Stocked & Loaded

Stocked & Loaded.jpg

We left you in 2017 looking back on a crazy year of ups & downs. FSP had mostly ups, and we all learn from those, but as with much of life, we learn more from our hiccups.

This week we’re going to discuss how we use stock videos & photos. It sounds simple. We all use any number of assets to enhance our clients’ pieces. However, are we using them properly

When I was in the news biz, and it continues today, it’s common to use “file” footage, which can be anything from fire b-roll to fighting in Syria. They’ll font it “file” and leave it at that. Sometimes it does the trick, but most of the time, the “file” footage falls short of its mark. It doesn’t really nail what the anchor is reading.

We all know that in corporate video, we deal with the same issues. We buy stock videos & photos to support projects as we need them, just like with music—a quick plug for our wonderful music/ audio guru @soundslikejoe. Buying stock assets is becoming more and more common. Clients would just assume we buy a relatively inexpensive stock clip rather than shoot specific b-roll. One of our challenges is to explain the value of specificity to our clients. As with most things, some get it right away and, well, some don’t.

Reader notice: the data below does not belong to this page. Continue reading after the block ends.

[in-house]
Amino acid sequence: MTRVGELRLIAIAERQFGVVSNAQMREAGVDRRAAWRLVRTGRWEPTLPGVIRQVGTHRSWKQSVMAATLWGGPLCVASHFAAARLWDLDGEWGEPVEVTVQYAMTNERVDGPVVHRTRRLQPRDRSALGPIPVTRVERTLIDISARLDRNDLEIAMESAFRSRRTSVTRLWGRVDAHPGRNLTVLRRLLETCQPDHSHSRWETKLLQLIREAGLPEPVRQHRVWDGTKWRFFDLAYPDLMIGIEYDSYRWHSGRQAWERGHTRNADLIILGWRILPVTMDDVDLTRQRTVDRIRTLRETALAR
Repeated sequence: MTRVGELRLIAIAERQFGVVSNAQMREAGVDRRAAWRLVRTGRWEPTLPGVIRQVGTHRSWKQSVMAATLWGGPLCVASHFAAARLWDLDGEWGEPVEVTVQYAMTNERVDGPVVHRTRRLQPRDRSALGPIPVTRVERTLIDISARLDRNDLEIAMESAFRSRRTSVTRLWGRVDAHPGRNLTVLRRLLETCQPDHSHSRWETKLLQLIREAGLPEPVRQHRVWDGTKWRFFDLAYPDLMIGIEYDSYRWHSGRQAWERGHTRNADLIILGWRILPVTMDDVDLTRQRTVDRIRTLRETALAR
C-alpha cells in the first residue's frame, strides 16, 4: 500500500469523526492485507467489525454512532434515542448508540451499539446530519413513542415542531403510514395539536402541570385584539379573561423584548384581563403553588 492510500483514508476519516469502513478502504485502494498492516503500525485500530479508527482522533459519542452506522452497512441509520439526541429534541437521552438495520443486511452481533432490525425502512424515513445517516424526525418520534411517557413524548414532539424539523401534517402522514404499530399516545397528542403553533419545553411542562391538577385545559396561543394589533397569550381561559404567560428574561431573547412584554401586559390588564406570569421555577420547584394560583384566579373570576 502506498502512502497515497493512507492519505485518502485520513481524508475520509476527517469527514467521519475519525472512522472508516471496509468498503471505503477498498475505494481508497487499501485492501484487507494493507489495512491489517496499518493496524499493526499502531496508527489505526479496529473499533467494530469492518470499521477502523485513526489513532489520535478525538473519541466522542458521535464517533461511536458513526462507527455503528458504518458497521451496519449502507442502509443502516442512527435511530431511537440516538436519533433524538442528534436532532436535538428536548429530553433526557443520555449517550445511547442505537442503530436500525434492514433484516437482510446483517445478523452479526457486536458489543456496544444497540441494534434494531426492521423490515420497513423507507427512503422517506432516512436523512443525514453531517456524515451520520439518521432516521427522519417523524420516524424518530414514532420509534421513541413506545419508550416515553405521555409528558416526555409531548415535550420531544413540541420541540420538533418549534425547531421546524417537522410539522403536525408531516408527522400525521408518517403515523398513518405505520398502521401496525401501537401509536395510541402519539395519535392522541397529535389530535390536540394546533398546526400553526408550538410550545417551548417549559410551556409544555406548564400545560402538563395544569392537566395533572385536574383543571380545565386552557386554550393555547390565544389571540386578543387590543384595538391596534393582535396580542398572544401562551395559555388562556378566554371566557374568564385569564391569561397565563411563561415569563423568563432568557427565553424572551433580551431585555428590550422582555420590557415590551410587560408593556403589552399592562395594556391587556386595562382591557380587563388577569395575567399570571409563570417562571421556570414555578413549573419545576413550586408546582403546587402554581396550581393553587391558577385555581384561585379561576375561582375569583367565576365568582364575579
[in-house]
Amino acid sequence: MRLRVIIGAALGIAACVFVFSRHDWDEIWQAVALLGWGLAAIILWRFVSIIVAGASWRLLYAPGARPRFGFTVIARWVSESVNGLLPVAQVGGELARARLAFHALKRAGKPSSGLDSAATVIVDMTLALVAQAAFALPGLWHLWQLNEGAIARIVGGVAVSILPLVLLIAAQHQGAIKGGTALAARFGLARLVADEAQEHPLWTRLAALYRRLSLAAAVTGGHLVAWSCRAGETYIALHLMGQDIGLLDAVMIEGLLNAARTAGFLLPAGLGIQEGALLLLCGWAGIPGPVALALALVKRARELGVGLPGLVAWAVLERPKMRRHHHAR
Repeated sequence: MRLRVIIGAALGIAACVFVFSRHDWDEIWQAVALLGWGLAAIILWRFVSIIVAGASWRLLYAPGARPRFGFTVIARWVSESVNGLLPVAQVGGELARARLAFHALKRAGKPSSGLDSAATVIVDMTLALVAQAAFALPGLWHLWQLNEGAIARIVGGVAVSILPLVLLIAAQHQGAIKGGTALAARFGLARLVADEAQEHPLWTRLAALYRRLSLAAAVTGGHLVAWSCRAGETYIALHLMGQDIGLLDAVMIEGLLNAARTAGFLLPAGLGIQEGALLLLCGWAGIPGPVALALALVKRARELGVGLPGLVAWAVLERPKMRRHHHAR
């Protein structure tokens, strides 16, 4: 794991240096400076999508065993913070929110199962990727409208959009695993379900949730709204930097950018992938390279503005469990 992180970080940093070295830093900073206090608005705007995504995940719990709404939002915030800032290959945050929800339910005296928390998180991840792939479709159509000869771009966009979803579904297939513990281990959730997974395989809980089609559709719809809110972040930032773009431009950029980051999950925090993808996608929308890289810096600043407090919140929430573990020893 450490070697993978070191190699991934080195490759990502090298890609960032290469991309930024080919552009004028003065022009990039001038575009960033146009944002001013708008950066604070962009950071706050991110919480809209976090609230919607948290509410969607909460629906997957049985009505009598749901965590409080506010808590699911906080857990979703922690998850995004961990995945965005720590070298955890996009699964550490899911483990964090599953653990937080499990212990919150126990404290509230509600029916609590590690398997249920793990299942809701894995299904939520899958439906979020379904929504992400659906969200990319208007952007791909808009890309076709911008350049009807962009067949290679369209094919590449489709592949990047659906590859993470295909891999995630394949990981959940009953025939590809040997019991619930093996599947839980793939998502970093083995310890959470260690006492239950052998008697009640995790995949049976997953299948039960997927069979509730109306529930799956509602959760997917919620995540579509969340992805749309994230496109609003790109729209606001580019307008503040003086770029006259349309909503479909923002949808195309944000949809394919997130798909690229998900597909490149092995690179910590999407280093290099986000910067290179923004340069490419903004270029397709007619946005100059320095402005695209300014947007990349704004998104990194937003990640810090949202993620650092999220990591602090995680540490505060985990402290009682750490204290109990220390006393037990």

There, absolutely, are times when generic is “good enough,” however, that phrase is the enemy of great, which is what we’re always trying to achieve. Just ask our DP/ Sr. Editor/ Ops Dir., Karl Wagner. But, I digress.

Bottom line: Just like when I was producing news, we need to make sure our stock footage—“file”—properly supports the piece and is not the easy way out. Heck, we just had a beautiful snowfall here in Charlotte and we shot some footage right outside our door! Now we have our own stock snow b-roll. Think of those opportunities.

Giving clients a little more pushback against the use of generic videos & photos, might be a way to both better service those we serve, and help our bottom line.

Till next time.